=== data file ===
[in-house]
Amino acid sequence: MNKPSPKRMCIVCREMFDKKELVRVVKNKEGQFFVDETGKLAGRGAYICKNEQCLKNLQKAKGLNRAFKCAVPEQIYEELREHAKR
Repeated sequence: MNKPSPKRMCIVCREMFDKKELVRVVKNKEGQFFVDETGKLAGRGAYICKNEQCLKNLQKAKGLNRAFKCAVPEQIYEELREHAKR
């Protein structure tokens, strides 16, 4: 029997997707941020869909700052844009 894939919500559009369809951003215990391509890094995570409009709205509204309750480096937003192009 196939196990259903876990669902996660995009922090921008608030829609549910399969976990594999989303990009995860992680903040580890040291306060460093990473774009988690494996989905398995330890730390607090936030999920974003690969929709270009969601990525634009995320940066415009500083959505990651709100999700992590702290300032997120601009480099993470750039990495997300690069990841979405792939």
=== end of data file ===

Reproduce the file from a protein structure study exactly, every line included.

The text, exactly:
[in-house]
Amino acid sequence: MNKPSPKRMCIVCREMFDKKELVRVVKNKEGQFFVDETGKLAGRGAYICKNEQCLKNLQKAKGLNRAFKCAVPEQIYEELREHAKR
Repeated sequence: MNKPSPKRMCIVCREMFDKKELVRVVKNKEGQFFVDETGKLAGRGAYICKNEQCLKNLQKAKGLNRAFKCAVPEQIYEELREHAKR
């Protein structure tokens, strides 16, 4: 029997997707941020869909700052844009 894939919500559009369809951003215990391509890094995570409009709205509204309750480096937003192009 196939196990259903876990669902996660995009922090921008608030829609549910399969976990594999989303990009995860992680903040580890040291306060460093990473774009988690494996989905398995330890730390607090936030999920974003690969929709270009969601990525634009995320940066415009500083959505990651709100999700992590702290300032997120601009480099993470750039990495997300690069990841979405792939």